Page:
M’CHIGEENG—Weengushk Film Institute’s founding Artistic and Executive Director Dr. Shirley Cheechoo has been awarded the Queen’s Diamond Jubilee Award. At an intimate gathering at Weengushk Film Institute on Saturday, the Honourable Michael Mantha, MPP for Algoma-Manitoulin, presented Dr. Cheechoo with the award, recognizing her commitment to education.
The Queen Elizabeth II Diamond Jubilee Medal, created to mark the 60th anniversary of Queen Elizabeth accession to the throne, is presented to individuals who dedicate themselves to their peers, their community and to Canada.
“You need to know how much you have given to so many in this area,” said Mr. Mantha in presenting the award to Dr. Cheechoo. “Your teaching doesn’t stop when the classes end. You will never know how many lives you have affected—you have touched many lives. You have touched mine.”
Dr. Cheechoo founded Weengushk Film Institute after filming her feature film ‘Bearwalker’ on Manitoulin Island. During production, Dr. Cheechoo was amazed at how many local youth were interested to get involved in filmmaking. This observation was the spark behind the concept of Weengushk Film Institute, and the inspiration for Weengushk’s mission of igniting emerging filmmakers to tell their stories and participate in community initiatives through arts-education.
Dr. Shirley Cheechoo was born in Eastmain, Quebec in 1952. She is a member of the Cree Tribe and her early childhood was spent in Moose Factory along the James Bay coast. She also experienced part of her young life in various Indian Residential schools until her family later moved to Hearst. She is married to artist Blake Debassige and they have one child, Nanoshkasheeese.
Memories of growing up within a warm family group have become the focal point for her expression through the medium of acrylic. She recalls her childhood days where she and her brother would create and perform plays to entertain the local community. Her paintings represent the personal documentation of the many experiences she shared with her large family in the north as well as those of other Cree families lived by trapping and fishing. She provided the illustrations for Basil H. Johnston’s book ‘Tales the Elders Told.’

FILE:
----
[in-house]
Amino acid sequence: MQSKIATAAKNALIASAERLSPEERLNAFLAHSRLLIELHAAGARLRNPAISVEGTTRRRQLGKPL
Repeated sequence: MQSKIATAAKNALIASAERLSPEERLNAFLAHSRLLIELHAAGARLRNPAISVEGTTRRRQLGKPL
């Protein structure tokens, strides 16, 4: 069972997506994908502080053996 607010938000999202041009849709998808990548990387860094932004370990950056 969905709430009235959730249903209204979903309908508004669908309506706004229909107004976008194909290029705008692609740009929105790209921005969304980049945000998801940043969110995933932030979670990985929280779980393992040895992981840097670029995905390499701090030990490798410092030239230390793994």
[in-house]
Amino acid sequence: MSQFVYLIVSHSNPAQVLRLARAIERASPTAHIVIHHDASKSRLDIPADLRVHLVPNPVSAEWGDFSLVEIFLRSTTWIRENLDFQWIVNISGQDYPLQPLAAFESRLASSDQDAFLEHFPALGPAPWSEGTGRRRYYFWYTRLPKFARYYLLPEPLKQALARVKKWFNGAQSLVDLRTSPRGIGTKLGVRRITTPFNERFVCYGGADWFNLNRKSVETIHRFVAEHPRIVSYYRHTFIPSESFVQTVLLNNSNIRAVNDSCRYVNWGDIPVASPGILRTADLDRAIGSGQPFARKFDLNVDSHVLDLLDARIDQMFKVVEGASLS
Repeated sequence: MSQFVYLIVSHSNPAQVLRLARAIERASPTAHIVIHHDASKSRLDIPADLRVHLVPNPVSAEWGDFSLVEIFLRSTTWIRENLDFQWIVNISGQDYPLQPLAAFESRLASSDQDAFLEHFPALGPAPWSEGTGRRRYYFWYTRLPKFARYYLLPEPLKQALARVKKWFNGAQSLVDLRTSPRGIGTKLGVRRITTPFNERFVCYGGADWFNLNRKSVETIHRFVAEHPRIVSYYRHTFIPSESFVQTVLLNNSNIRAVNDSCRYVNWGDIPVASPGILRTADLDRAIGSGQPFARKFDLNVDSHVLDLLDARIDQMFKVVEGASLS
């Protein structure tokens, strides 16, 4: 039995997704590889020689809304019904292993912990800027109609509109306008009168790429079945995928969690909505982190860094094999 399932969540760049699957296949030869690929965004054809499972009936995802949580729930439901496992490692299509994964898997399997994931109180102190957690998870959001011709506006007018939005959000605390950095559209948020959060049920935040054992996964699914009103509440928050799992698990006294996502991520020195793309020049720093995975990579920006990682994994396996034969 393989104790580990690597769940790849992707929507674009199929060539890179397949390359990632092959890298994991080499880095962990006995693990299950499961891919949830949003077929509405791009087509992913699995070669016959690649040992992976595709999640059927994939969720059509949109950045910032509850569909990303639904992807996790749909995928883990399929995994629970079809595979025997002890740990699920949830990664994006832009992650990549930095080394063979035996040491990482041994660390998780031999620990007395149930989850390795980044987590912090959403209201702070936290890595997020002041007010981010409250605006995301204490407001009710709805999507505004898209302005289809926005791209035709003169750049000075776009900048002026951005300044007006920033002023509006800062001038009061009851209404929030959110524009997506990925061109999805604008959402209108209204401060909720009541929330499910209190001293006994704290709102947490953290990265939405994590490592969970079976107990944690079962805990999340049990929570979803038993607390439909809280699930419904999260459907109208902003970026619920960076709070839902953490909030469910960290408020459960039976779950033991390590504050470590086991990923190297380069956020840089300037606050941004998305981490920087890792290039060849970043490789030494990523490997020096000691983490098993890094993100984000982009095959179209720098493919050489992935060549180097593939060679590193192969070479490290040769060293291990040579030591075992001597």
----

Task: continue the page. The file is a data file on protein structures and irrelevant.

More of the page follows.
Dr. Cheechoo gathered like-minded artists and founded De-ba-jeh-mu-jig Theatre Company in 1984. This touring company has become one of the foremost and respected independent Native theatre companies in the world, and is located on Manitoulin Island. She first gained national attention in the theatre in 1992 with her play, ‘Path With No Moccasins.’
She began directing films in 1998 after working as a playwright and director of notable plays.
Realizing she can ease a pain or raise an issue with her film work, she threw herself headlong in to the medium. She enrolled in writing classes, directors lab, acting workshops and film schools As one of a select group of promising film makers, Dr. Cheechoo was invited to attend the prestigious Sundance Institute lead by Robert Redford, where she worked and filmed scenes of her script, ‘Backroads.’ She became the first First Nation person to write, produce, direct and act in a dramatic, feature length film from Canada. She has also appeared in several Canadian film and television series and programs including ‘The Rez.’
Her film directorial debut is the acclaimed short film ‘Silent Tears,’ which won several film festival awards for Best Sort Film. It was screened at the 1998 Sundance Film Festival and was also awarded the Telefilm Canada and Northern Canada Award for Best Canadian Aboriginal Language Program.
Her many achievements have earned her numerous prizes over her career, including the National Aboriginal Achievement Awards, CTV Fellowship Award and the Eagle Spirit Award. Her films have been selected for screening at the prestigious Sundance Film Festival, Reel World, Imaginative, Montreal International Film, Vancouver Film Festival etc. She has won first prize awards for various works at film festivals including Montreal’s First Peoples Festival, Santa Fe Film Festival, American Indian Film Festival of San Francisco and others. In 2002 Dr. Cheechoo was named Independent Film maker of the Year at the Arizona International Film Festival. Her most recent award is the Best Public Service for her project, ‘Sweet Blood.’
Weengushk is the Ojibwe word for Sweetgrass—an Indigenous purification medicine that is burned in ceremonies for healing. Sweetgrass enhances creativity, opens doors, and welcomes helpful energies to sustain a meaningful journey. Weengushk Film Institute embraces this purification ritual as a symbol for clearing the path to professional sustainability and cultural advancement for communities with limited resources in Canada and abroad. The mission of Weengushk Film Institute is to create independent and award winning alumni who are trailblazers in the media industry.